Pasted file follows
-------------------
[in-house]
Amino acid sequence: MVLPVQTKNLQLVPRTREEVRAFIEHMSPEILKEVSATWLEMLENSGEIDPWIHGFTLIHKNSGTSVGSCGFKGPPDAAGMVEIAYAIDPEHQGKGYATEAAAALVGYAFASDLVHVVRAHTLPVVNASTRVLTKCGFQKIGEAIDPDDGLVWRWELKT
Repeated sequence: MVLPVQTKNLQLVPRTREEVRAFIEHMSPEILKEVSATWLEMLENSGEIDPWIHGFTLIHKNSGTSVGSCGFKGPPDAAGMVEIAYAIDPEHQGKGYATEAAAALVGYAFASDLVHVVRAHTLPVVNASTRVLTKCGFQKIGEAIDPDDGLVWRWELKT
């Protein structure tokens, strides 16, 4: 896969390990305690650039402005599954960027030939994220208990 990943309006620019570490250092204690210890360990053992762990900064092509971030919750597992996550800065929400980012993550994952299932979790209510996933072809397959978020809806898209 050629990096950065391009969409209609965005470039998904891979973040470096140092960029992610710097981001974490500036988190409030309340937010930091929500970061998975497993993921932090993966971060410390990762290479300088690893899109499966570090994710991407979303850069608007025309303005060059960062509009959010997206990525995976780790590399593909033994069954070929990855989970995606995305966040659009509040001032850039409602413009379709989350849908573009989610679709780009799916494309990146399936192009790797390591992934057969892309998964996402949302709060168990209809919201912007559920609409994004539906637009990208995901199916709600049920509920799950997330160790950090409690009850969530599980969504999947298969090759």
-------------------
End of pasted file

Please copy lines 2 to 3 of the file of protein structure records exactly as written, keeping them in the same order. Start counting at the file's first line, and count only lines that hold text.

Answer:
Amino acid sequence: MVLPVQTKNLQLVPRTREEVRAFIEHMSPEILKEVSATWLEMLENSGEIDPWIHGFTLIHKNSGTSVGSCGFKGPPDAAGMVEIAYAIDPEHQGKGYATEAAAALVGYAFASDLVHVVRAHTLPVVNASTRVLTKCGFQKIGEAIDPDDGLVWRWELKT
Repeated sequence: MVLPVQTKNLQLVPRTREEVRAFIEHMSPEILKEVSATWLEMLENSGEIDPWIHGFTLIHKNSGTSVGSCGFKGPPDAAGMVEIAYAIDPEHQGKGYATEAAAALVGYAFASDLVHVVRAHTLPVVNASTRVLTKCGFQKIGEAIDPDDGLVWRWELKT